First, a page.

This is in contrast to cocaine abuse, where administration is less intense and frequent (American Psychiatric Association 2000).
According to the 2007 results from the National Survey on Drug Use and Health, 1.6 million Americans abused or were dependent on cocaine during the previous year, underscoring the need for treatment of cocaine dependence. The hallmark of cocaine dependence, and perhaps its most problematic aspect, is the propensity to ► relapse. Cocaine dependent individuals undergo treatment and abstinence from drug use and yet still face considerable desire to consume the drug (craving) and there are high rates of return to drug use (relapse). Clearly, the brains of such individuals have been altered by the repeated drug use such that the individuals have diminished control over their behavior. In addition, drug-seeking will take priority over the pursuit of natural rewards, i.e., reduced drive to obtain natural rewards. The transition from cocaine use to cocaine dependence takes place in different stages. The initial stage is characterized by repetitive, social use of the drug and changes in neural chemistry are largely due to the pharmacological action of the drug itself (Fig. 1). The second stage is defined by persistent changes in the brain circuits that regulate cognitive and emotional responses to environmental stimuli.
Cocaine Dependence. Fig. 1. The transition from cocaine use to cocaine dependence and the relationship with neuroplasticity. Social use can lead to regulated relapse, which can progress into compulsive relapse. This is typified by stable cocaine-induced neuroplasticity and the individual has "learned" to become addicted.
This is accompanied by regulated relapse where the individual consciously decides to relapse. It is therefore a declarative decision-making process to engage in cocaine-taking behavior. Eventually, regulated relapse can progress into compulsive relapse which is a procedural decision-making process and the individual relapses with relatively less consideration of environmental contingencies. Compulsive relapse can be triggered by environmental cues or stressors that were previously associated with drug use (Kalivas and O'Brien 2008). At this stage the cocaine-dependent brain exhibits stable cocaine-induced ► neuroplasticity and the individual has "learned" to become addicted. Accordingly, over the past two decades, a shift has occurred, in which drug addiction is now viewed as a disorder of learning and memory and motivation (Hyman 2005).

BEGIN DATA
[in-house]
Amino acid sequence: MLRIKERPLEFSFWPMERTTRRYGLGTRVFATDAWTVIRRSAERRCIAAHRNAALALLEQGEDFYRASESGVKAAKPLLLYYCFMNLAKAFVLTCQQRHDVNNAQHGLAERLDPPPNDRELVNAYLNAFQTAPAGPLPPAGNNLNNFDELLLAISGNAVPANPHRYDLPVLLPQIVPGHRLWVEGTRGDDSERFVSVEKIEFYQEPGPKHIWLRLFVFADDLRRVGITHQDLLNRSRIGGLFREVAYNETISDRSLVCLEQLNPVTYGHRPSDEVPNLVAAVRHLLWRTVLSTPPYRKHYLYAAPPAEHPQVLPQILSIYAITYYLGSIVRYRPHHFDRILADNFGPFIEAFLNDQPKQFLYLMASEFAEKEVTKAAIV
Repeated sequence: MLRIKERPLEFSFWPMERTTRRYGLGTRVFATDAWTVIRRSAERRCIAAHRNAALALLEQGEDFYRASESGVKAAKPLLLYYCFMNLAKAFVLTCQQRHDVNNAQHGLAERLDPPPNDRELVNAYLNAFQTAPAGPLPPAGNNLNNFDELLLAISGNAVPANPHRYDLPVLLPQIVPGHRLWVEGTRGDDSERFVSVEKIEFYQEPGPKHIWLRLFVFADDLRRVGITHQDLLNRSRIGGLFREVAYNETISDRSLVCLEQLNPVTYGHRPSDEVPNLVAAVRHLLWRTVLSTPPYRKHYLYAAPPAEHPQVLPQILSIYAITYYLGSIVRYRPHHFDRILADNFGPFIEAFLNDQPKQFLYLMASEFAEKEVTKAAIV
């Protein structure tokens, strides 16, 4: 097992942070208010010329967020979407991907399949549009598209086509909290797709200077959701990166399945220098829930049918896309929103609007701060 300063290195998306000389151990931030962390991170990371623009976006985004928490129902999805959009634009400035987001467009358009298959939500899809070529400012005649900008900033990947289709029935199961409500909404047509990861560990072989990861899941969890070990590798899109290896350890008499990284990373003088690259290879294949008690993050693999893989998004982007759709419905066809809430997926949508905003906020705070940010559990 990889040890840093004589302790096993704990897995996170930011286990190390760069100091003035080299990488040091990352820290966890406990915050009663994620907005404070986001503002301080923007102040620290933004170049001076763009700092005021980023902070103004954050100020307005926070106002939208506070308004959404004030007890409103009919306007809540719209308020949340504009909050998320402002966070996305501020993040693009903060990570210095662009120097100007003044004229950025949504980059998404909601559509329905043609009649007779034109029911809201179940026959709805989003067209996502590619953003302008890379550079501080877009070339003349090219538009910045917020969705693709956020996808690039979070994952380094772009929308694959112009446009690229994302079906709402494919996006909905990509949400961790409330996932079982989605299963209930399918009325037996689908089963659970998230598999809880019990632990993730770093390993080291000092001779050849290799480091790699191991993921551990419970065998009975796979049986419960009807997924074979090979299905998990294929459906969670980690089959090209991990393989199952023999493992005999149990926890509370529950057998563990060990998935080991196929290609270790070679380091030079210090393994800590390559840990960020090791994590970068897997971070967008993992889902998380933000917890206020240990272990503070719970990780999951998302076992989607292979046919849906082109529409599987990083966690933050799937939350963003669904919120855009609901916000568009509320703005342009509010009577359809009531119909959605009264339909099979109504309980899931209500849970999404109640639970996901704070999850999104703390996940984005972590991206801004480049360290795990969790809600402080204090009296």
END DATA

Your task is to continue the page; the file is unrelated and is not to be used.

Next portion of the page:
Cocaine can be insufflated (intranasal), inhaled (smoked, "freebased," "crack"), or injected. Smoked (freebase, crack) cocaine is derived from cocaine hydrochloride (HCl) using ammonia or sodium bicarbonate. This converts cocaine HCl into freebase cocaine, since most of the HCl form is destroyed by heat. Users report a greater "high" for smoked cocaine versus intranasal cocaine and a faster subjective "peak" versus intravenous and intranasal cocaine. Both the "high" and "feel of drug'' peak faster for smoked (1-2 min) compared to intravenous (3-4 min) and intranasal cocaine (10-15 min). By contrast, intravenous cocaine provides the highest blood levels, but it has been suggested that smoked cocaine reaches sooner in the brain. The user initially experiences a euphoric state which is soon followed by cocaine-induced dysphoria. This dys-phoric feeling contributes to the repeated use of cocaine, since the user wants to re-experience the initial euphoric rewarding state. Even though cocaine withdrawal lacks overt physical manifestations compared to some other drugs of abuse, the user is subjected to severe psychological withdrawal symptoms. Cocaine dependence often shares comorbidity with other psychiatric disorders (Vocci and Ling 2005). The self-medication hypothesis has been proposed as a possible explanation for cocaine dependence and depression comorbidity, but it does not explain the majority of cocaine dependence.
Different routes of administration are associated with specific side effects. For instance, intranasal cocaine administration could lead to septal necrosis and palatal perforation. Smoking freebase cocaine volatizes the drug and exposes the lungs directly to the smoked mixture, thereby increasing the risk of adverse pulmonary effects and complications. These include interstitial pneu-monitis, fibrosis, pulmonary hypertension, alveolar hemorrhage, asthma exacerbation, barotrauma, thermal airway injury, hilar lymphadenopathies, and bullous emphysema either directly due to the drug itself or associated cutting substances such as talc, silica, and lactose. Intravenous cocaine administration could lead to HIV, hepatitis, and systemic infections such as abscesses and bacteremia due to needle sharing and lack of sterile injection techniques.